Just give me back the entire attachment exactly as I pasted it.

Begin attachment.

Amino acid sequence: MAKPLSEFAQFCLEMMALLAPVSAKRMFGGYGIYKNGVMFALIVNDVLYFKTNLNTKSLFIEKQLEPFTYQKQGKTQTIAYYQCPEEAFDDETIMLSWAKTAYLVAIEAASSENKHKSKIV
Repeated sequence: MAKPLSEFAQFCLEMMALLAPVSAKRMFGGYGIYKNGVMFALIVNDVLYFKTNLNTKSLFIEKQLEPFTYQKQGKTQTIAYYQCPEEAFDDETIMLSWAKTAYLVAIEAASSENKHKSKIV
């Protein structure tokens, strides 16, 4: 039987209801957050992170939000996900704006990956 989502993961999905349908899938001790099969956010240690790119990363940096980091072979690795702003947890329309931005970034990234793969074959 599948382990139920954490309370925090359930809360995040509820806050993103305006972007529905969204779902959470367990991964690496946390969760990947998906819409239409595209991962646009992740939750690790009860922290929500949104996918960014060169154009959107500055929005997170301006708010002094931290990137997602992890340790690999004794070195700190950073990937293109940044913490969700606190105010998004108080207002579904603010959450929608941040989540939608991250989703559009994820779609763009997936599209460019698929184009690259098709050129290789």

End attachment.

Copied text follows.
Amino acid sequence: MAKPLSEFAQFCLEMMALLAPVSAKRMFGGYGIYKNGVMFALIVNDVLYFKTNLNTKSLFIEKQLEPFTYQKQGKTQTIAYYQCPEEAFDDETIMLSWAKTAYLVAIEAASSENKHKSKIV
Repeated sequence: MAKPLSEFAQFCLEMMALLAPVSAKRMFGGYGIYKNGVMFALIVNDVLYFKTNLNTKSLFIEKQLEPFTYQKQGKTQTIAYYQCPEEAFDDETIMLSWAKTAYLVAIEAASSENKHKSKIV
């Protein structure tokens, strides 16, 4: 039987209801957050992170939000996900704006990956 989502993961999905349908899938001790099969956010240690790119990363940096980091072979690795702003947890329309931005970034990234793969074959 599948382990139920954490309370925090359930809360995040509820806050993103305006972007529905969204779902959470367990991964690496946390969760990947998906819409239409595209991962646009992740939750690790009860922290929500949104996918960014060169154009959107500055929005997170301006708010002094931290990137997602992890340790690999004794070195700190950073990937293109940044913490969700606190105010998004108080207002579904603010959450929608941040989540939608991250989703559009994820779609763009997936599209460019698929184009690259098709050129290789």